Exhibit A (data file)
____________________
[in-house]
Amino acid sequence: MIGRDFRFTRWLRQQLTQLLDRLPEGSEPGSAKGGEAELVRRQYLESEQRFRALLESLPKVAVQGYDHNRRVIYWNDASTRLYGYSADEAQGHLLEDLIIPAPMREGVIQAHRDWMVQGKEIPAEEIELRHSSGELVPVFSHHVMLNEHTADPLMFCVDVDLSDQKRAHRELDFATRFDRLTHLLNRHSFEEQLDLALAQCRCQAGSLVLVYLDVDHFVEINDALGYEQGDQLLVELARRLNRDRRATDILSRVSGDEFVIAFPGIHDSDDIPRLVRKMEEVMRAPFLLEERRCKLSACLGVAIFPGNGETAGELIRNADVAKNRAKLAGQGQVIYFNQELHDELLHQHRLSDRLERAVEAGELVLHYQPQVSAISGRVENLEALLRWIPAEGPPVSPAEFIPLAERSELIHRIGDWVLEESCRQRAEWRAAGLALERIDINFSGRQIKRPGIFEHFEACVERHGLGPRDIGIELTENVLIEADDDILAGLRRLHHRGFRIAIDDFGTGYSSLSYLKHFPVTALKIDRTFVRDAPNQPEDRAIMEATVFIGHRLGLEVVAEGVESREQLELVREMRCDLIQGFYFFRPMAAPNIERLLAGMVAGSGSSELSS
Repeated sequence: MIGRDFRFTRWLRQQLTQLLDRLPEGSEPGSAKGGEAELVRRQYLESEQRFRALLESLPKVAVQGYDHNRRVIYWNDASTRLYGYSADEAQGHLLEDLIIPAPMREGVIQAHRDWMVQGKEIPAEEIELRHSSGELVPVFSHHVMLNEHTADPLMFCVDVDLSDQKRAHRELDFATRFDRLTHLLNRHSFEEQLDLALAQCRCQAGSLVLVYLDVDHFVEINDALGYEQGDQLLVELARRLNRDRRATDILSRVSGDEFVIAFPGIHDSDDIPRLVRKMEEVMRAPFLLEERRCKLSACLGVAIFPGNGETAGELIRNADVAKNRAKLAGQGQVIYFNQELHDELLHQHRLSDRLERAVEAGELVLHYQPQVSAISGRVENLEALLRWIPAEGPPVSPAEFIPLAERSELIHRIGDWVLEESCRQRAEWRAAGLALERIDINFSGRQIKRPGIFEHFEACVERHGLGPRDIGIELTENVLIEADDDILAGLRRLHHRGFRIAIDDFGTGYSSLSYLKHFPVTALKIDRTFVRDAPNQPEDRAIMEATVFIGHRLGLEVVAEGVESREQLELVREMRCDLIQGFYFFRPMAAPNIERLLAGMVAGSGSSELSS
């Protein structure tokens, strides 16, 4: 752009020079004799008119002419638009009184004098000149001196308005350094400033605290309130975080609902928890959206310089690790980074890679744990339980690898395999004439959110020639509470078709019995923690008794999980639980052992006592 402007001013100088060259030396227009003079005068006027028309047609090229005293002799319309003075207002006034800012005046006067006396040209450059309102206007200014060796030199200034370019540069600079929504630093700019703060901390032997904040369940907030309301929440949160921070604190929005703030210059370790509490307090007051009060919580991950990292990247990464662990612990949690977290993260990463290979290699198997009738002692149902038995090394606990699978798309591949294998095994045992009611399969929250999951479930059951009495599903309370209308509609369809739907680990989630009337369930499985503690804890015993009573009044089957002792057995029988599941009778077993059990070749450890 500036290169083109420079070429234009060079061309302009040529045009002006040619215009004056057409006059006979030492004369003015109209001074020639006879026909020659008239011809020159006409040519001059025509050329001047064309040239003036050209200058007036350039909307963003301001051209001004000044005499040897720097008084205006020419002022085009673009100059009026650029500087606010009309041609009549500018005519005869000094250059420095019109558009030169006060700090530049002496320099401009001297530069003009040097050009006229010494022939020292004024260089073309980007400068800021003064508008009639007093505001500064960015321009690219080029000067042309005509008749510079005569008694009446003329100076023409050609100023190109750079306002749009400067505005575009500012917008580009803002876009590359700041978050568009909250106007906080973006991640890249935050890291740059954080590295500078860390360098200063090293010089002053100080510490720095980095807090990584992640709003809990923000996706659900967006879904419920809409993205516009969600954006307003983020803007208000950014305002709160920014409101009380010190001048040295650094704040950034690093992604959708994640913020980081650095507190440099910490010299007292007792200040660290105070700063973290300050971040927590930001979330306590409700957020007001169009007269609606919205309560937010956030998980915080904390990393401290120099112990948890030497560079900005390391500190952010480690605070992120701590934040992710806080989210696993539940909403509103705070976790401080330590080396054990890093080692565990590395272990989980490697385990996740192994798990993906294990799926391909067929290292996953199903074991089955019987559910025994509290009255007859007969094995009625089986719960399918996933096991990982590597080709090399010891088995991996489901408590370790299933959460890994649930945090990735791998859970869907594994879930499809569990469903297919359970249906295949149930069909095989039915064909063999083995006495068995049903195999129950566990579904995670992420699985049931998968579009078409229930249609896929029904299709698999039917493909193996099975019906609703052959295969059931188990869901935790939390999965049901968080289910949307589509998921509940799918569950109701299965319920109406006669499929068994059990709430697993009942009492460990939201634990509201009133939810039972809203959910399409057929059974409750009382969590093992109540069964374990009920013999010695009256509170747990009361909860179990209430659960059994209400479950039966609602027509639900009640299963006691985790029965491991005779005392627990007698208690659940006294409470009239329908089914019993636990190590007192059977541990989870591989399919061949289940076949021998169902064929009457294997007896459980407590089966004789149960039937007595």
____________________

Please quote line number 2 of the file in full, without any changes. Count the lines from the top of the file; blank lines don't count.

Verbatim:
Amino acid sequence: MIGRDFRFTRWLRQQLTQLLDRLPEGSEPGSAKGGEAELVRRQYLESEQRFRALLESLPKVAVQGYDHNRRVIYWNDASTRLYGYSADEAQGHLLEDLIIPAPMREGVIQAHRDWMVQGKEIPAEEIELRHSSGELVPVFSHHVMLNEHTADPLMFCVDVDLSDQKRAHRELDFATRFDRLTHLLNRHSFEEQLDLALAQCRCQAGSLVLVYLDVDHFVEINDALGYEQGDQLLVELARRLNRDRRATDILSRVSGDEFVIAFPGIHDSDDIPRLVRKMEEVMRAPFLLEERRCKLSACLGVAIFPGNGETAGELIRNADVAKNRAKLAGQGQVIYFNQELHDELLHQHRLSDRLERAVEAGELVLHYQPQVSAISGRVENLEALLRWIPAEGPPVSPAEFIPLAERSELIHRIGDWVLEESCRQRAEWRAAGLALERIDINFSGRQIKRPGIFEHFEACVERHGLGPRDIGIELTENVLIEADDDILAGLRRLHHRGFRIAIDDFGTGYSSLSYLKHFPVTALKIDRTFVRDAPNQPEDRAIMEATVFIGHRLGLEVVAEGVESREQLELVREMRCDLIQGFYFFRPMAAPNIERLLAGMVAGSGSSELSS